3. Pre-class online videos - Students are required to watch a number of online videos before coming to classes. This complies with UTS Flipped Learning approach that students access digital resources and undertake preliminary tasks prior to coming to classes.
  4. Pre-class online articles - Students are required to read the online articles before the classes, and discuss them in classes. This forms part of the Flipped Active Learning and collaborative learning activities.
  5. Canvas engagement - To stimulate collaborative learning, students are encouraged to use the online discussion board as a peer-support active and collaborative learning environment.
  6. Online multiple-choice question tests - To provide opportunities for students to receive feedback, various MCQ tests are available online during the session. The first test on the initial two topics is to provide early feedback to students before week 4. Other tests are to provide further self-assessment before the final examination.
  7. Weekly Self-Learning questions - To provide self-assessment and feedback, students are encouraged to attempt some basic problems chosen from the textbook. These problems help students understand the basic finance theories.

All the above teaching and learning materials are examinable.

Content (topics)

  • Estimating the cash flows and cost of capital of a project;
  • Evaluating and mitigating the risks of a project;
  • Measuring corporate performance;
  • Projects as real options;
  • The effect of industry competition on a firm’s profitability;
  • Estimating the firm’s cost of capital;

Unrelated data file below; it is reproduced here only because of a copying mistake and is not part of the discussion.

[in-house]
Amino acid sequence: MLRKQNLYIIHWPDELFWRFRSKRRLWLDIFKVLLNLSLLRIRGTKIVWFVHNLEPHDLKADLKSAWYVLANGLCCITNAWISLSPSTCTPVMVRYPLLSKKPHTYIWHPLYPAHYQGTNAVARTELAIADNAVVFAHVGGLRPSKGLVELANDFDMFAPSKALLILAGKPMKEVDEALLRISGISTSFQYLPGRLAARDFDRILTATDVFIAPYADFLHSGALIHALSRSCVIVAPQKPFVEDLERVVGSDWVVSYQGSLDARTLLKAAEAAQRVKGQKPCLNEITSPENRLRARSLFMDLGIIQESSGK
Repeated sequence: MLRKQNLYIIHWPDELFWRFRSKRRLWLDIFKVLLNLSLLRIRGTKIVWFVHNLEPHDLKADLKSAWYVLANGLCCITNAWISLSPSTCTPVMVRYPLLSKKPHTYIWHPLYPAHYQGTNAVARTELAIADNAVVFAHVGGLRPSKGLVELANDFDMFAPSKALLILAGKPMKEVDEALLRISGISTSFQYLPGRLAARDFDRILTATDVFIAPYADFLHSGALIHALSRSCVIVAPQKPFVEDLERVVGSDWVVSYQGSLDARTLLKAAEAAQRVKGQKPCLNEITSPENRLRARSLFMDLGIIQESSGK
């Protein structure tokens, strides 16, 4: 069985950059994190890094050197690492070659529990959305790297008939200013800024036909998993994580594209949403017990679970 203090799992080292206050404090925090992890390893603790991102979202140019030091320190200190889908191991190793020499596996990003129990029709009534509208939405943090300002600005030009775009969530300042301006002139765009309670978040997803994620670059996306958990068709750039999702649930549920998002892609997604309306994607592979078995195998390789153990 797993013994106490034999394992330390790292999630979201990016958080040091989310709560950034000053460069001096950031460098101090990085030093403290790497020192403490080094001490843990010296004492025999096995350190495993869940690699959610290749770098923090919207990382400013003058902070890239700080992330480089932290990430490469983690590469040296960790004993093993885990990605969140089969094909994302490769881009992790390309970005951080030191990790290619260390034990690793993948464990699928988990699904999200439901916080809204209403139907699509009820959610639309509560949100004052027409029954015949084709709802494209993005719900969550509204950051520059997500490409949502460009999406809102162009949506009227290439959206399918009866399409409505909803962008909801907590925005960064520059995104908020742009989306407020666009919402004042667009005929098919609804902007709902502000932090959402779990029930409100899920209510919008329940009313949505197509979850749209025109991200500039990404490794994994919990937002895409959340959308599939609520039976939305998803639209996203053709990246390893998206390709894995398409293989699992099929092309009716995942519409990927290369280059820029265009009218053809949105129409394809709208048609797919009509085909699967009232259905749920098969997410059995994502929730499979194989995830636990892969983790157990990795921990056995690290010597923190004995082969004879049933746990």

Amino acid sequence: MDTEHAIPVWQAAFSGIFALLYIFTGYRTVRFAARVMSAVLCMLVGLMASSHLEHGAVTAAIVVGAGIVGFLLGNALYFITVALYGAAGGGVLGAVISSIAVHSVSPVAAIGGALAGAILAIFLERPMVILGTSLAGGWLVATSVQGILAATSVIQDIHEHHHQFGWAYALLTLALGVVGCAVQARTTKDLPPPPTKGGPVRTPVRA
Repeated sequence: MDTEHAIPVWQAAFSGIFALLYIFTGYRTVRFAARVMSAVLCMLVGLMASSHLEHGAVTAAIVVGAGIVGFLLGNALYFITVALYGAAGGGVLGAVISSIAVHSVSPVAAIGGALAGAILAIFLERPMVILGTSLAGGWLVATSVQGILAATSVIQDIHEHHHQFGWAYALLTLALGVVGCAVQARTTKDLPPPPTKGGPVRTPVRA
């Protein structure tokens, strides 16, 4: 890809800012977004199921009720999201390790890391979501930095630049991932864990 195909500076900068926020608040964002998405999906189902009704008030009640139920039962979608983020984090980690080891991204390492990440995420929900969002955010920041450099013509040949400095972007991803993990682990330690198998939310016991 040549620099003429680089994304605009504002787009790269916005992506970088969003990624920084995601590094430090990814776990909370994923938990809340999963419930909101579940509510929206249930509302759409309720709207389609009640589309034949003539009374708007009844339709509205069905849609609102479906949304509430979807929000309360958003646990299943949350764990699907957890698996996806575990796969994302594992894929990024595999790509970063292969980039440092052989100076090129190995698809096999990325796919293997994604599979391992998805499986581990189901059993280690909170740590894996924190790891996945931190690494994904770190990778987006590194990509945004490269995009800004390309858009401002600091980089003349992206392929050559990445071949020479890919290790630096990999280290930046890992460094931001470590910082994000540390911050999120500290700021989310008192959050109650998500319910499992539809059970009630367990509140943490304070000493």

• Determining the firm’s optimal financing and dividend policy.


Assessment task 1: Assignment (Group)


This addresses subject learning objective(s):

1, 2 and 3

Weight: 20%

Assessment task 2: In-class quizzes (Individual)*


This addresses subject learning objective(s):

1 and 2

Weight: 30%

*Note: Late submission of the assessment task will not be marked and awarded a mark of zero.

Students who fail to attend the quiz will have the weighting of that assessment task added to the final examination conditional on the students submitting, receiving approval and complying with the requirements of special consideration in accordance with the UTS rules. If the composite mark for the final exam is more than 50%, the UTS rules on borderline result (range of 45-49, inclusive) shall apply whereby students will be allowed to undertake a supplementary final examination. Where a student completes and passes a supplementary examination, the maximum mark awarded for the subject will be 50 Pass.

Assessment task 3: Final Examination (Individual)


This addresses subject learning objective(s):

1 and 2

Weight: 50%

Minimum requirements

Students must achieve at least 50% of the subject’s total marks.

Required texts

"Principles of Corporate Finance 14/e" by Brealey, Myers, Allen and Edmans, 2021 (ISBN: 978-1-265-07415-9). The 13th edition is also fine (ISBN: 978-1-260-56555-3) except that it doesn’t cover one chapter in week 5.

Lecture slides are available on Canvas. The lecture notes contain only key points and are not a substitute for the recommended textbook.